They did not get a discount.

Hold Up

, , , , , , , | Right | September 20, 2022

I am planning a birthday party for a client’s six-year-old daughter.

Client: “Oh, and [Daughter] loves Beyoncé!”

Me: “Haha, of course! We can get the DJ to play lots of Beyoncé.”

Client: “Can you try to get her for the day?”

Me: “Get… Beyoncé?”

Client: “Yes. Please check if she’s available.”

Me: “She won’t be available, ma’am.”

Client: “How can you know?! You haven’t checked yet! Call her!”

An Unexpected Trip Around The World (Or At Least Minneapolis)

, , , , , , , , , | Friendly | September 14, 2022

My group of friends and I are celebrating one friend’s twenty-first birthday. Most of us live on campus someplace — a frat house, an apartment, a house with roommates, etc. — in the Twin Cities, and the few that don’t will just be crashing at someone’s place after the birthday party.

We start our adventure at the Seven Corners area; we all drive and park at the twenty-four-hour parking ramp there. We venture to the bars, drink, and then start our trek back toward campus over the 10th Street bridge. We hit up a few more bars in the area, wander through Dinkytown, and hit a couple of other bars on our way to our final destination — a house party that’s on the west bank.

At the time of this story, I live in the Dinkytown area with my roommates, and I know my way around the east bank and even downtown Minneapolis very well, so the area is very familiar to me on a normal day.

After a lot of barhopping and walking, we finally end up at the house party. We party, drink, and have fun. My birthday friend is pretty drunk by the time things start to wind down at around 3:00 am, and he just wants to crash at the house we are in. I know we’re not too far from my place, and I really don’t feel like crashing at a random house party with half the people still up drinking and doing mean things to those that have passed out (drawing on their faces and such tricks). Another friend and I are pretty sloshed ourselves, but we decide to head out and walk back to my place. It should be a twenty- to twenty-five-minute walk, so it’s not bad; it’ll be enough time to let us sober up some.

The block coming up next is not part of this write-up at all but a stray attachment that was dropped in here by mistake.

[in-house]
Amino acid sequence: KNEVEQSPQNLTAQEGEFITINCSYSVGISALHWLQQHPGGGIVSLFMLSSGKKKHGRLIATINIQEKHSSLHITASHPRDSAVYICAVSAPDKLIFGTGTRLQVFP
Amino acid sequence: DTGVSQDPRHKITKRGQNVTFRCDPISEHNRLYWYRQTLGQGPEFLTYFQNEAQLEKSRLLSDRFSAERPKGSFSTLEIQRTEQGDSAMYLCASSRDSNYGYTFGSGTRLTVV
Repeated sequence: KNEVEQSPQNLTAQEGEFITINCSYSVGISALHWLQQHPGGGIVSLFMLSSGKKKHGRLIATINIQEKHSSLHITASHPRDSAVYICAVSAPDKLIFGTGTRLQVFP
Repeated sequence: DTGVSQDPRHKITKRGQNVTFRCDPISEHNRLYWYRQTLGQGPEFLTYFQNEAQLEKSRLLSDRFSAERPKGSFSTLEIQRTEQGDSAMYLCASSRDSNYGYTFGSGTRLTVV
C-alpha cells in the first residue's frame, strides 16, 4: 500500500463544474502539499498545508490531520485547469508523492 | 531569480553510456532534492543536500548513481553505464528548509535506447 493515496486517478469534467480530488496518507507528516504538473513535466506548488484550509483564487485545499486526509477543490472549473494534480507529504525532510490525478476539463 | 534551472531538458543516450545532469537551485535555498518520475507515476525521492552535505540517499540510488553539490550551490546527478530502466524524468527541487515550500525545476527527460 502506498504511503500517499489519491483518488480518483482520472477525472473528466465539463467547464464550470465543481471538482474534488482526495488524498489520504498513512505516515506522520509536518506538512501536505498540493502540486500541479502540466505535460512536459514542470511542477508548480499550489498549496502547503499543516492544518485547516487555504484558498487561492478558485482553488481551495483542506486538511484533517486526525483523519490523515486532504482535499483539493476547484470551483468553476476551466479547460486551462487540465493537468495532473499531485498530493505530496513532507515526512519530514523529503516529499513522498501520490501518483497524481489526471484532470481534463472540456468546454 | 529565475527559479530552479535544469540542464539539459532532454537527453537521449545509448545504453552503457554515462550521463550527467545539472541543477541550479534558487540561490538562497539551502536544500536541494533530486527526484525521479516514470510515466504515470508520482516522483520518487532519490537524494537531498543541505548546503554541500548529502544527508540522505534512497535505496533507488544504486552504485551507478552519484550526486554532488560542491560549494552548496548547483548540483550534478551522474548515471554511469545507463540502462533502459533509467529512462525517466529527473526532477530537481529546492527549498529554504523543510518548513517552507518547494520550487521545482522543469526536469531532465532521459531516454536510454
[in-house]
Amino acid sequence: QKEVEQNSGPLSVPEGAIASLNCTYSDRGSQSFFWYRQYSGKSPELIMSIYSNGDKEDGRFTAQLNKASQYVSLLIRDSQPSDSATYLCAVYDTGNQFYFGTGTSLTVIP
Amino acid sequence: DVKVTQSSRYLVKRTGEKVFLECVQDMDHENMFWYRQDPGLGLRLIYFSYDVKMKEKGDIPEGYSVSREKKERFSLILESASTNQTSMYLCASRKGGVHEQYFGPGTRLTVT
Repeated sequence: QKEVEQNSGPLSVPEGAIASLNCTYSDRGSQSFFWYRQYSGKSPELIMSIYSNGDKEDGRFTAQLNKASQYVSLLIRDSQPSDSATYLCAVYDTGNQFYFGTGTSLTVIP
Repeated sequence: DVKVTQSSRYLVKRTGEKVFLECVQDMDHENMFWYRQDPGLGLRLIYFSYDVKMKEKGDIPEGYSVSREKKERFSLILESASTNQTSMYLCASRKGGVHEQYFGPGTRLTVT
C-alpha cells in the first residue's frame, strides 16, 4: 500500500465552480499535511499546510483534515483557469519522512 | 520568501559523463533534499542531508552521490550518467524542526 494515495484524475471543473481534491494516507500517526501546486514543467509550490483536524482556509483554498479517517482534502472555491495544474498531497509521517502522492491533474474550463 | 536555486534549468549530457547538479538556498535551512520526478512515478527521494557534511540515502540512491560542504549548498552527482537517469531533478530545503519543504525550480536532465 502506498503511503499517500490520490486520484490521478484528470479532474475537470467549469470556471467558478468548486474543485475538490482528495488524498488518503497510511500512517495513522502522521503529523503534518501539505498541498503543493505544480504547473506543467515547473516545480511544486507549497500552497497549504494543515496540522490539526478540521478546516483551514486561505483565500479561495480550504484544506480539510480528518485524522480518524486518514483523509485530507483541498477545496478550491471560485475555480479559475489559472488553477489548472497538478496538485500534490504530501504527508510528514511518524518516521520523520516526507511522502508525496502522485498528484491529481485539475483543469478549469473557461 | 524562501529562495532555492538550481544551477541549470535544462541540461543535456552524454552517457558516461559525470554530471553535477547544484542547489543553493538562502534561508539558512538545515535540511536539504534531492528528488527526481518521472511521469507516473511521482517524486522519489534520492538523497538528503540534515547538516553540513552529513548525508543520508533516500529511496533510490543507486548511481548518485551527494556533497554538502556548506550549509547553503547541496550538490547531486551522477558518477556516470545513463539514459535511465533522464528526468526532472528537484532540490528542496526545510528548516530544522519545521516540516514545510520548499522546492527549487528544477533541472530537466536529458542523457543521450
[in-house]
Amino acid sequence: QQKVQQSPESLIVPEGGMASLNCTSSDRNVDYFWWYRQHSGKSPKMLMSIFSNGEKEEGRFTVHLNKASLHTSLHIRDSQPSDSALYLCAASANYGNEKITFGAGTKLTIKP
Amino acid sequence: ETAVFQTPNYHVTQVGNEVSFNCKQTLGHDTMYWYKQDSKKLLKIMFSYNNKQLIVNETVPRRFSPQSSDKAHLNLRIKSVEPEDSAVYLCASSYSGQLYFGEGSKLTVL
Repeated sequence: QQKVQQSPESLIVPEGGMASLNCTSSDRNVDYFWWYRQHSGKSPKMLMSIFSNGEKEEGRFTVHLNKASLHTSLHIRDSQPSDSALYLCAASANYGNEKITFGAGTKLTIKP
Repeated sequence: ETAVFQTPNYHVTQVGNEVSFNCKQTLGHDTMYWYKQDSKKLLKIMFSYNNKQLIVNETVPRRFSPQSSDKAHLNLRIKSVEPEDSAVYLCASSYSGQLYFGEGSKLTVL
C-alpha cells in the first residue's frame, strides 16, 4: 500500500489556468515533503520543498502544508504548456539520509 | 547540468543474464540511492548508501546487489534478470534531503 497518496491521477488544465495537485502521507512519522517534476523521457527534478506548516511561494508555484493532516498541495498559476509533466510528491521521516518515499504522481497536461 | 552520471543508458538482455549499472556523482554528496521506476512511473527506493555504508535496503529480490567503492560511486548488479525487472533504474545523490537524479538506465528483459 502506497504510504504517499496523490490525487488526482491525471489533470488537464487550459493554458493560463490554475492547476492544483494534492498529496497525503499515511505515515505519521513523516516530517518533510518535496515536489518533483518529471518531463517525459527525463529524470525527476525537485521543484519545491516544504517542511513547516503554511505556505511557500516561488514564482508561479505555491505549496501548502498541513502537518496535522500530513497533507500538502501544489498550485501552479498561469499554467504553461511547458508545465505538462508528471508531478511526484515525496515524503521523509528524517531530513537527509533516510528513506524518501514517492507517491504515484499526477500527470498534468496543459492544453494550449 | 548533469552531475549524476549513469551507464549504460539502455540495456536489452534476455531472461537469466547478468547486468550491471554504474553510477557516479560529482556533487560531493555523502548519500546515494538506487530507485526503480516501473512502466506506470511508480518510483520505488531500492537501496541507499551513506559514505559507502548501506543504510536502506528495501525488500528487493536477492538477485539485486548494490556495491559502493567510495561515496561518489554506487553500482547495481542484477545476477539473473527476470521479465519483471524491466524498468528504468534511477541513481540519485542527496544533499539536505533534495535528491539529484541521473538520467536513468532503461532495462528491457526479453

We remember leaving the party and making it to University Avenue. After that, it is a bit of a blur. The next thing we remember is walking up to a gas station/convenience store. We’re tired and getting hungry and thirsty, so we decide to wander in. We grab some water and snacks and check out.

Employee: “You boys are back again, huh?”

Me: “Uhhh…”

I look over at my friend with a look of confusion. He just kind of looks back at me, just as confused.

Friend: “Yeahhhhh. We, um, just wanted to get some more snacks and get change for the payphone so we can phone a ride.”

Me: “Yeah, have to get change for the phone,”

This is before cell phones are a common thing; most people had pagers but not cell phones.

Employee: “Okay, you boys keep safe.”

We leave the gas station and walk outside to the payphone.

Me: “What the h***? We were here before?”

Friend: “I guess. I don’t remember coming here. And speaking of here… where the h*** are we?”

Looking around frantically, I spot a couple of street signs.

Me: “We’re on University Ave, but I don’t recognize the area. Call [Other Friend]’s place; he knows the area.”

Friend: “Yeah, I’ll call him and see if he can help us out.”

My friend chatted on the phone for a few minutes with our other friend. Come to find out, my friend and I, in our inebriated condition, turned the wrong direction down University Avenue after we left the house party and ended up walking half an hour in the wrong direction. Not only that, but we stopped in the same gas station twice — once on our way past it and the second time after we’d walked a bit and turned around because one of us must have finally realized we were lost — and don’t recall the first time we went in there. Our other friend that lived on campus wasn’t out drinking that night because he had to work, so he told us to wait and he’d come to pick us up and drive us back home, saving us a nearly sixty-minute walk home.

The moral of the story: be sure you know where you’re going if you’re out partying and decide to walk home, and make sure you’re with someone if you do. If my friend hadn’t agreed to attempt to walk back to my place that night, I wouldn’t have risked it myself; I would have just sucked it up and crashed at the house party.